Tax & Financial Consulting Services
The Government Just Wiped Out 15 Years'
Worth of Natural Gas Reserves
Karibu (Welcome) G&G Readers,
The U.S. Energy Information Agency has a lot of explaining to do.
The EIA is a statistical agency within the U.S. Department of Energy. It provides data and forecasts on coal, natural gas, electricity, renewable energy, and nuclear energy. The agency is known as the nation's "premier" source of energy information.
But last week, it admitted to a mistake that could send natural gas prices soaring…
On July 6, the EIA released a detailed report estimating how much natural gas the U.S. has left in producing shale areas. The technical term they use is "undeveloped technically recoverable."
Click here reo EIA report: http://www.eia.gov/analysis/studies/usshalegas/
Some of the largest shale gas areas in the U.S. include the Marcellus, Haynesville, Eagle Ford, Barnett, and Fayetteville. Below is a list of EIA estimates for undeveloped technically recoverable shale gas in these areas.
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At 410 trillion cubic feet, the Marcellus has the highest shale gas resources by far. The U.S. consumes roughly 22 trillion cubic feet of natural gas each year. So according to the EIA, the Marcellus alone holds more than 18 years of natural gas.
But last week, another report released by the U.S. Geological Survey said the Marcellus formation has only 84 trillion cubic feet of undiscovered recoverable gas. That's about 80% lower than the estimate provided by the EIA.
Following the new study, the EIA said, "We're going to be taking this number (84 trillion cubic feet) and using it in our model." In other words, the EIA is admitting its estimate was wrong.
This massive adjustment results in a decrease of 326 trillion cubic feet from potential natural gas reserves – 15 years of supply.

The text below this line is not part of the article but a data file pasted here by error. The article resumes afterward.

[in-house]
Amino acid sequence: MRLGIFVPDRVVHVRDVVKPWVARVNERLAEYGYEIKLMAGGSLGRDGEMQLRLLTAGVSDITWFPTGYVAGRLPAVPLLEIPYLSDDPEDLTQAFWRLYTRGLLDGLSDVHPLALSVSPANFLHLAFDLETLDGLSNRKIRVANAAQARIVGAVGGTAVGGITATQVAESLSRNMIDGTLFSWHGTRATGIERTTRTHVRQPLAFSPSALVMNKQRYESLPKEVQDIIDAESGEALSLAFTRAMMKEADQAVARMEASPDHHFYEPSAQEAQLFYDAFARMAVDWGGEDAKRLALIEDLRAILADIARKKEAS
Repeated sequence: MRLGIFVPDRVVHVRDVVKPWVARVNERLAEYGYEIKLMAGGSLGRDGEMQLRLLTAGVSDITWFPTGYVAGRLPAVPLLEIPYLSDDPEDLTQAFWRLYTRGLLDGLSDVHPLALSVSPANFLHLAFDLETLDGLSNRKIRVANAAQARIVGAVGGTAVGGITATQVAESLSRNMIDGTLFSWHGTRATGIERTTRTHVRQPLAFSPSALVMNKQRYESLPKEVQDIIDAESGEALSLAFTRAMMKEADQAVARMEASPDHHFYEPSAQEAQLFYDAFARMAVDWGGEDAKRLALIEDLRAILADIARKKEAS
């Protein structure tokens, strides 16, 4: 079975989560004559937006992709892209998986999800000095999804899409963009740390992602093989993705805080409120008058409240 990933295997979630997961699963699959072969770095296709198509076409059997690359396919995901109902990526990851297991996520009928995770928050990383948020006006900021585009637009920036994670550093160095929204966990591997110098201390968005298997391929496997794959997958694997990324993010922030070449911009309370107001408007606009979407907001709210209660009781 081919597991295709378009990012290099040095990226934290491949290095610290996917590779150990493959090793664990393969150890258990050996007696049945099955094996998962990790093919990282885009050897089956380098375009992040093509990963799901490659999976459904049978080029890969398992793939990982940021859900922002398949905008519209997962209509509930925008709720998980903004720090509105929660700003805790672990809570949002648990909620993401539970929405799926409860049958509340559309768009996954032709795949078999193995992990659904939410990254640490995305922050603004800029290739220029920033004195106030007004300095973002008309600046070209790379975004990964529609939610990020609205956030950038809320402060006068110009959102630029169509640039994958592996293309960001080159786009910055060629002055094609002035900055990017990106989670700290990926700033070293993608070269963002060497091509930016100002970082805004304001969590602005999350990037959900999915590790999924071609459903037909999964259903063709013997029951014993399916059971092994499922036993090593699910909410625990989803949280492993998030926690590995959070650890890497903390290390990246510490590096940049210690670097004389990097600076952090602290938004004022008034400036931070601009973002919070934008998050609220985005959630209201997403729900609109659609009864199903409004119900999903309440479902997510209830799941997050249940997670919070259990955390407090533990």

That may not seem like a big deal. After all, some estimates indicate the U.S. has over a 60-year supply of natural gas. But these estimates are based on current demand. And looking ahead, demand for natural gas is expected to soar…
• Natural gas is slowly replacing coal in terms of electricity generation.
• Companies like UPS, Ryder, and Waste Management are purchasing trucks with natural gas engines instead of diesel. This trend could jump 10-fold if the current administration passes the Natural Gas Act. This legislation will provide tax incentives for heavy-duty truck manufacturers to switch from diesel engines to natural gas.
• The U.S. will also start exporting natural gas at some point, forcing U.S. consumers to compete with a worldwide market.
• Commodity expert Rick Rule believes natural gas will be used as a replacement for oil. Venezuela and Mexico, for example, are seeing huge declines in oil reserves. Rick predicts these two countries may not be capable of exporting oil into our country in five years. They represent over 35% of the oil supplied to the U.S. (That's probably why most major oil companies are buying up natural gas assets hand over fist.)
The huge revision lower in Marcellus estimates is a big deal. In fact, we may see estimates revised lower in places like Haynesville and Barnett in the future. This has enormous implications for energy investors like those of us in the GGIS Portfolio… which I'll be sharing with subscribers in the coming weeks.
If demand surges and reserves are not as big as originally thought, we could see a sharp move higher in natural gas prices in the coming years… a move few people expect. More on this to come…
Until next time, keep a global view and good investing ...
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LEGAL NOTICE: This work is based on what I’ve learned as a financial researcher and analyst based SEC filings, current events, interviews, corporate press releases and what I've learned as a financial consultant. It may contain errors and you should not base investment decisions solely on what you read here. It’s your money and your responsibility. Nothing herein should be considered personalized investment advice.